Keeping it Real. The Power of Strategic Clarity

How’s this for a clear concise strategy statement: We will be the Golden Retrievers of food pick-up and delivery. Fast, friendly and reliable. We will be the best fetchers in the business.

This is the only slightly tongue-in-cheek strategic vision of Tim Kiefer the energetic, dynamic and super smart founder of a food delivery company called The Food Pedaler (www.thefoodpedaler.com). As he was explaining his business model and growth goals he didn’t use tired traditional business jargon or the latest trendy business catch phrase. In a completely conversational tone he was able to articulate an exciting, engaging plan for building a sustainable and scalable business. Regardless of who he was speaking with, an experienced business exec or his grandma, both would have clearly understood his vision.

This is a great example of Strategic Clarity, one of the foundation stones of the Waters Group Global process. Everything about Tim’s statement works. It’s concise, memorable, relatable and repeatable. It paints a vivid mental picture. It tells employees exactly what’s expected of them. It tells customers exactly what they can expect as well. It communicates the company’s values and priorities in a way that directly reinforces its brand and culture. The Food Pedaler is an innovative, approachable, fun company. For Tim, the image of the friendly, eager to please Golden Retriever represents an important core value which is to develop relationships and make friends with their customers, partners and fans.

As effective as this strategy statement is, I’ll bet that in most company board rooms it would never see the light of day. It would be considered a cute sentiment but not a legitimate business strategy. That’s unfortunate because I believe it demonstrates how to successfully bring harmony to your company’s strategy, culture and brand so that each one is strengthened.

Try it yourself. Translate your business vision – whether it’s your elevator pitch, mission statement or whatever description used to explain your company’s purpose – to a simple statement of intent. Let your creative side loose. Don’t over think it. Try to make it as conversational as possible while still being concise. Use words that are informal, colorful, descriptive, action oriented and, dare I say it….even fun. Be sure it conveys what you want your company to achieve, what your core values are and how you intend to uphold those values. The key here is to convey intent, not every detail of how you will implement that intent. You may be surprised and frustrated at just how hard this is to do. But stay with it, even if it takes coming back to it over the course of a few days.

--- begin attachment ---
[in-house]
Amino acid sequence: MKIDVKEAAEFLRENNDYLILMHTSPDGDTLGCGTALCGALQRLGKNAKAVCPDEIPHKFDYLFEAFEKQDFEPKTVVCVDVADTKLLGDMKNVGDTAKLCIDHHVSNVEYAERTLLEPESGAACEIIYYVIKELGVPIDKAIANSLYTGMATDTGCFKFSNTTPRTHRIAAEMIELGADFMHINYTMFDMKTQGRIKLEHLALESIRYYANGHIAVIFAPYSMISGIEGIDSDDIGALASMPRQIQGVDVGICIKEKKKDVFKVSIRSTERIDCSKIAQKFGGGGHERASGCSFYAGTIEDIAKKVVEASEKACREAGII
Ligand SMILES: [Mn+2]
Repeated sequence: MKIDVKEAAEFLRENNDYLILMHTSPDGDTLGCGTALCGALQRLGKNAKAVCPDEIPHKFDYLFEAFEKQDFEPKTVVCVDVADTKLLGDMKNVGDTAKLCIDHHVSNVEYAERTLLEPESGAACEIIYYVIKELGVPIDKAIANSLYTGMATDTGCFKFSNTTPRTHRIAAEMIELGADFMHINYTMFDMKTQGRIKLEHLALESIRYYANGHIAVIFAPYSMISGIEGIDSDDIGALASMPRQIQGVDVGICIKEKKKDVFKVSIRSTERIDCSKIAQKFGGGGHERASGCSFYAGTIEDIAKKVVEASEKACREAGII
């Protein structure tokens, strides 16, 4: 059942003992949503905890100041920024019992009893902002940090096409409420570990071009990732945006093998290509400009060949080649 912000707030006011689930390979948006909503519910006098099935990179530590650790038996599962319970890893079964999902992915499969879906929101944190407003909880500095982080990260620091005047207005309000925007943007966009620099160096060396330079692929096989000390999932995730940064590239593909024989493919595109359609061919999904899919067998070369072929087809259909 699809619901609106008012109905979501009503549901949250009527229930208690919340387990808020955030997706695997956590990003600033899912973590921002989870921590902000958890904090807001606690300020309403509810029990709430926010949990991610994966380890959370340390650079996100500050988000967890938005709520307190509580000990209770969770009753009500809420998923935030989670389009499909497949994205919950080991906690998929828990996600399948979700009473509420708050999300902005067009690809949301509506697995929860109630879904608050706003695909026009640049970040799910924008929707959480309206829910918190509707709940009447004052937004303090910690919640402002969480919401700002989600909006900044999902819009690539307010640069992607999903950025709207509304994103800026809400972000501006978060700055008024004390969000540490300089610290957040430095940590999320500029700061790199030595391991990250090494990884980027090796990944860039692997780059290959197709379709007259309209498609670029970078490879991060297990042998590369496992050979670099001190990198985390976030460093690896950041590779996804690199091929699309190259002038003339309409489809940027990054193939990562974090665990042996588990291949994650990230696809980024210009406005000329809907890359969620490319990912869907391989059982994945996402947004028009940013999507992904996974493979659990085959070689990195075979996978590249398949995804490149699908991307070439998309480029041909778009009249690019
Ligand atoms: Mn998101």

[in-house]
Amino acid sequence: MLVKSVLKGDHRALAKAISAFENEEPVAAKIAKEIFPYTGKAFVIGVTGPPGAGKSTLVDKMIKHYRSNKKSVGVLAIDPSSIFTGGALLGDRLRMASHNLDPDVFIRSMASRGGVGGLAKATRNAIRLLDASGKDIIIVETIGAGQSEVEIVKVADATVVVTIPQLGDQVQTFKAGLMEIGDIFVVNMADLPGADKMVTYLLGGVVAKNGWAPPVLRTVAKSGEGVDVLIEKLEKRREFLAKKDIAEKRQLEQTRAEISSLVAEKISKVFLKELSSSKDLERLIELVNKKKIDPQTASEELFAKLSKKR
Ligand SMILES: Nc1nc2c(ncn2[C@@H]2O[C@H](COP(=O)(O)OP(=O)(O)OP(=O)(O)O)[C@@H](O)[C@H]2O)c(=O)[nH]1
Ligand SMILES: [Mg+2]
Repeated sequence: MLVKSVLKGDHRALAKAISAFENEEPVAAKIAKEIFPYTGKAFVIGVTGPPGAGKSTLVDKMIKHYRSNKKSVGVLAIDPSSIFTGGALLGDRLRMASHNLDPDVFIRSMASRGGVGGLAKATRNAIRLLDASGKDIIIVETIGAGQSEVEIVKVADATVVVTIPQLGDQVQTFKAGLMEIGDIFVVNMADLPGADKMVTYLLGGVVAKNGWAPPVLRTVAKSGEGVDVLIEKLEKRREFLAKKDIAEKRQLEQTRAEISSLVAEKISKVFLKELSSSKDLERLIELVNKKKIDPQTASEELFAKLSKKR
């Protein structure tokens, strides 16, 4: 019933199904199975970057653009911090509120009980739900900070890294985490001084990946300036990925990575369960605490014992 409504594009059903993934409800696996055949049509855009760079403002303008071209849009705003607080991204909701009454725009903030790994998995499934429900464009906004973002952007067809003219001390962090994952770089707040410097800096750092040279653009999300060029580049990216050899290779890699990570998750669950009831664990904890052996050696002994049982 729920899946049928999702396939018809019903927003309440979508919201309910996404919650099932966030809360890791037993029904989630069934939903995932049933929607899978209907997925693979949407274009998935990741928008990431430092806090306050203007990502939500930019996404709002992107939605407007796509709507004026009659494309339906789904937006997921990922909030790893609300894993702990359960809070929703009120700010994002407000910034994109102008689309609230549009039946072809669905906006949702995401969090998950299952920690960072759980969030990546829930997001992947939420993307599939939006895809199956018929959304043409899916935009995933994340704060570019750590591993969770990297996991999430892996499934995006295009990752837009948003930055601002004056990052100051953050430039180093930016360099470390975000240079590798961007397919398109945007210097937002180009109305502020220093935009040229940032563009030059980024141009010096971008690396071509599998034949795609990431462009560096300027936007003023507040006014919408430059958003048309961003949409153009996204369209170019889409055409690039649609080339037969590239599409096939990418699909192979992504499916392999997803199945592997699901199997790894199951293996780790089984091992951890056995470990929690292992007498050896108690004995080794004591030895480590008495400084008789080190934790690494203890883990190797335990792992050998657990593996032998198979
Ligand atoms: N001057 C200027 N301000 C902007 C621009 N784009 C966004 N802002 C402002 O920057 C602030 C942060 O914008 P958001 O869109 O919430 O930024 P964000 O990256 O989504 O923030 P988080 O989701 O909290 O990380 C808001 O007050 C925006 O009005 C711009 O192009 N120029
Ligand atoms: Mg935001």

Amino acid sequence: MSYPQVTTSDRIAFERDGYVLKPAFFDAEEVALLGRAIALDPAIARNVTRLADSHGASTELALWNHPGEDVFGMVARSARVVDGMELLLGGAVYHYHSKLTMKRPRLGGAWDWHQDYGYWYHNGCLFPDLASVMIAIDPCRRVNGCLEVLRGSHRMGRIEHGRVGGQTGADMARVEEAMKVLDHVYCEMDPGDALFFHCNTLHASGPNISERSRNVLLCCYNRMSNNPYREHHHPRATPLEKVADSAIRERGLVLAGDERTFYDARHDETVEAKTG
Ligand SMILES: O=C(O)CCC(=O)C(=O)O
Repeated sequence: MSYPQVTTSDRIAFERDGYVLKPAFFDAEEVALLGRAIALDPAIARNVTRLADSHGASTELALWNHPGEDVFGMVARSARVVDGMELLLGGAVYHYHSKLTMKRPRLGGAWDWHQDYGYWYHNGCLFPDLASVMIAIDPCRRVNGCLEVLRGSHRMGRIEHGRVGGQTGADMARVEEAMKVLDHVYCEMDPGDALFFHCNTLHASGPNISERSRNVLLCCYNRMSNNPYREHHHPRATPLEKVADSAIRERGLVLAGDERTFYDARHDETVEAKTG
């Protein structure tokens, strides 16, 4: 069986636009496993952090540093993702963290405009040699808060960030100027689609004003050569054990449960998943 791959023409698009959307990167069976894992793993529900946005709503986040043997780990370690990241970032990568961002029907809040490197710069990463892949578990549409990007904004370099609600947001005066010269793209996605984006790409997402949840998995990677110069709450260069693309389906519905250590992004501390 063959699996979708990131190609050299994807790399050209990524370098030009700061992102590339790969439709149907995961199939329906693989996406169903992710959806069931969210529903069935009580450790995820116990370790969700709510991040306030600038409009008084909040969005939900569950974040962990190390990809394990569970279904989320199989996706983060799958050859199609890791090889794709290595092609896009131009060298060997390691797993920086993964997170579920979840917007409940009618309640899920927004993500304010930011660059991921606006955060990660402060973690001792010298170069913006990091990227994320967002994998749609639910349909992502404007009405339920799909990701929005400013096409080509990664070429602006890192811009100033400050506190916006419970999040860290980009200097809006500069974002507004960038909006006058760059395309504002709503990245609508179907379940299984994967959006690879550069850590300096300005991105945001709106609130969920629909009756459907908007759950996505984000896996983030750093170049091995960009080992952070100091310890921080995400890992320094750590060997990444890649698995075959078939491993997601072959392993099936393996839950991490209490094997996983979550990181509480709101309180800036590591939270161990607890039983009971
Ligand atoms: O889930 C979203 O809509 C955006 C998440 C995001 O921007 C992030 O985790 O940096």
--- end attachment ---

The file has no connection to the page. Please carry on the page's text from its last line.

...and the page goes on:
Once you think you’ve got the statement in as conversational human-speak form as possible, share it! Share it with people both inside and outside of your company and, if possible, with a few folks who don’t know much about what you do. Pay attention to the reactions you get. If what you get are engaged and inquisitive listeners who want to know more rather than escape from the conversation then you’re on the right path. Your goal should be for people to say “Cool, tell me more…” Rather than a glassy eyed “hmm, that sounds interesting…”

By going through this process you’ll find that the way you communicate your strategy will become more clear and relatable both internally and externally. You will be able to hone your message so that customer and employee communications are consistently supporting your core goals. And you may find a more direct and effective path to winning the hearts and minds of new customers while helping your employees become deeply invested in your company’s success. Most importantly you will find that you’re able to clearly articulate your goals and intent in a way that is more exciting, compelling and memorable. And now that she understands what it is you do, grandma will be so proud!